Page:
I’ve convinced him he should be a chef himself so he can get paid to make all this stuff when he’s all grown up.  After a few viewings of Ratatouille (hey that Rat is somehow super adorable and I envy his passion for cheese), he’s convinced too.  So we work him into the nightly dinner routine, finding small things he can do.  He can wield a plastic knife with the best, play spin-cycle machine with greens in the sink, and dig for kitchen utensils in the farthest reaches of our tiny kitchen drawers. But stirring, stirring is somehow not cool to him and so he will only do so for about 10 seconds before wandering off to his Lego table.

Another thing I should mention about Sillyboy is that he loves ketchup, hates marinara. Hates anything spaghetti/tomato sauce related.  So 99% of any pasta dish I have is thrown together sans tomatoes.  Pesto is a great tasty alternative, but the kid can’t handle his garlic!  He totally didn’t get those taste buds from me, I daringly enjoy full cloves of marinated garlic in hummus. #nom  But I found a FoodNetwork easy recipe from Giada DeLaurentiis that he consumes plentiful.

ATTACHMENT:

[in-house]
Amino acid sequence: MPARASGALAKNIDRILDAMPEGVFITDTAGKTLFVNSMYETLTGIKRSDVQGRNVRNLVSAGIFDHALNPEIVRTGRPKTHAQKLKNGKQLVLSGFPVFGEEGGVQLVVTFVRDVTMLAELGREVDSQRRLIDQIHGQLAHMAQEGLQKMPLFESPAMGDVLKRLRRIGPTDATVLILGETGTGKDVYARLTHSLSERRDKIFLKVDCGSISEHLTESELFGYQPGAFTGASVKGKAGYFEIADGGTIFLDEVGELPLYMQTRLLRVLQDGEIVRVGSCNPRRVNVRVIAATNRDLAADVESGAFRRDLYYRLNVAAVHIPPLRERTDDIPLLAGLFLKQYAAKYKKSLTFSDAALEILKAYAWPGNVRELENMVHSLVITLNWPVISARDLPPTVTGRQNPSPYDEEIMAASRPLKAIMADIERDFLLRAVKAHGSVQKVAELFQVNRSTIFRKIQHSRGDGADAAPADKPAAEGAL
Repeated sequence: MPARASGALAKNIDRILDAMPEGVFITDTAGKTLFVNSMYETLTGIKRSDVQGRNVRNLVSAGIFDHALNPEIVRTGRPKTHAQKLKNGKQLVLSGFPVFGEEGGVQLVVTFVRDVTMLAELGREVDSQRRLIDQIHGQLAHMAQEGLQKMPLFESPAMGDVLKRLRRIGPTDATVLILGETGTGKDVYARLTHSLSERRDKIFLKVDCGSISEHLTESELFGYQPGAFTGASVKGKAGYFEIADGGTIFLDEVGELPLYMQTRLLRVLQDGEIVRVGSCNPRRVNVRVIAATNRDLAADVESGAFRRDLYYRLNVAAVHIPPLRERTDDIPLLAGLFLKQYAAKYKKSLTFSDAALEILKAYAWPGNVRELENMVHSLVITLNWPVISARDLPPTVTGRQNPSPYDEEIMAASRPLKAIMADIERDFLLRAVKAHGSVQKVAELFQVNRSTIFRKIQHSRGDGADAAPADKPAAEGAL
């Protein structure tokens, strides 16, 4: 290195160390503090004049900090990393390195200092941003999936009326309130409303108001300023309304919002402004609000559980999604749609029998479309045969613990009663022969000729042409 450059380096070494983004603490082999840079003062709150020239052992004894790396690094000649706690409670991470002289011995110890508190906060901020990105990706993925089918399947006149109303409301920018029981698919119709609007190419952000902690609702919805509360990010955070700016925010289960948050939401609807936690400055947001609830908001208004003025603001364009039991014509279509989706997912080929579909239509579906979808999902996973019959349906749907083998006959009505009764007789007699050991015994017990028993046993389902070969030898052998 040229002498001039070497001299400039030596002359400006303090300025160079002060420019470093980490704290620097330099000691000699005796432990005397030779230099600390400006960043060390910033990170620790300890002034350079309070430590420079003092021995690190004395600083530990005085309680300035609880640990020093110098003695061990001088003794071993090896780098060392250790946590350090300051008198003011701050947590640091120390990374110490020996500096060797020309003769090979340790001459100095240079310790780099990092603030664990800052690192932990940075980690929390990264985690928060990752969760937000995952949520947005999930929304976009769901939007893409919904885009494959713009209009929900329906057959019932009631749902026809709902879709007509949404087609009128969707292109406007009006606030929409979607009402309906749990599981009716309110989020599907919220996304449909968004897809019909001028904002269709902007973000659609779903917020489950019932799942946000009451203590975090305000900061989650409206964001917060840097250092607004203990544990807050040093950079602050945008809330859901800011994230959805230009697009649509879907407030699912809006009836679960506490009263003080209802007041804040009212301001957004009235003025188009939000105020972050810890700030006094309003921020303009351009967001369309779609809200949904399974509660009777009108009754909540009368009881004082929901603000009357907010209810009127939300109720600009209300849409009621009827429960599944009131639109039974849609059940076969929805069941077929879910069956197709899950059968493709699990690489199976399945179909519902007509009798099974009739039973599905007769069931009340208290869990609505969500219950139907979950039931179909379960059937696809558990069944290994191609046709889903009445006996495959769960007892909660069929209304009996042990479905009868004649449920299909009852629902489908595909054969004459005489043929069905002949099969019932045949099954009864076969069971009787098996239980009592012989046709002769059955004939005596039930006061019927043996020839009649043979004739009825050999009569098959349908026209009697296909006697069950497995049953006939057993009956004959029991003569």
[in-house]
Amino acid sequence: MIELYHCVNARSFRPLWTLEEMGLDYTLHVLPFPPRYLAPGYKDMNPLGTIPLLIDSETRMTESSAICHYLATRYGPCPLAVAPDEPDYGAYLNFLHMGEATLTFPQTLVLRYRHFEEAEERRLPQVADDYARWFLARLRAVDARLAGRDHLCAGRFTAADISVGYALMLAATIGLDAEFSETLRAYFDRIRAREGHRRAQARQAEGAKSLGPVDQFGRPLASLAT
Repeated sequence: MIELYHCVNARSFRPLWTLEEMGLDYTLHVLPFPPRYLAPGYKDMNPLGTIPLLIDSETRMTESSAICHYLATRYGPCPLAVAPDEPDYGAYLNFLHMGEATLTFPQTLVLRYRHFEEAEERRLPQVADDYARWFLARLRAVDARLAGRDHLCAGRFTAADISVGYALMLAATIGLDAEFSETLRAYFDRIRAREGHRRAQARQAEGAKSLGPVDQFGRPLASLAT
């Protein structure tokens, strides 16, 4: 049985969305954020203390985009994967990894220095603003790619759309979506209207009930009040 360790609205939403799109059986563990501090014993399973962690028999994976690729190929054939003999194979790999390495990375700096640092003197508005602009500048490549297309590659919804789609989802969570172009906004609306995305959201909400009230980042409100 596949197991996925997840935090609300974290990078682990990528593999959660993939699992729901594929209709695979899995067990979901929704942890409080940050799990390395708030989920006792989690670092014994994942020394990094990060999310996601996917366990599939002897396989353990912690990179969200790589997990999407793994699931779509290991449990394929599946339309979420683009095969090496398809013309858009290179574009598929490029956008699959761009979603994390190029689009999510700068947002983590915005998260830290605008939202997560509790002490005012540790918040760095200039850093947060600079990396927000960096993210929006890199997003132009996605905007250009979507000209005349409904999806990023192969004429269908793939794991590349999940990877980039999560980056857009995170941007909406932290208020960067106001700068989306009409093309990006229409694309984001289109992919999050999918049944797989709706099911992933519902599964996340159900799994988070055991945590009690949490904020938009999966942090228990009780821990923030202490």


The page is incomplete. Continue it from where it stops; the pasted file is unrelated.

Lemon Spaghetti recipe

There’s only 7 ingredients, and instead of spaghetti noodles, I used cellenteni because it’s a fun pasta shape (corkscrews) you could eat with your fingers if need be and we usually don’t have regular long pasta around since we don’t dine on noodles/marinara.  Sillyboy uses our cheapy (Dollar Store) self-juicer after I’ve halved the lemons, and gets to cranking on the black pepper grinder.  I think we normally use about 3 lemons but it’s so yum- and really great even cold for a few days afterwards as leftovers.  It’s not vegan, but it’s vegetarian and I haven’t met anyone who’s tried it and didn’t enjoy.  What’s your go-to pasta dish that doesn’t include tomatoes?  Is it easy or does it maybe require a lengthy sauce?  Can your kid chip in to help and how?

P.S. Counting down the days (and perusing more BLW Youtube vids like this one) and getting sweaty-palmed as we venture forth with NO baby food for Bambina.  Only a few days ’til she’s officially 6 months old.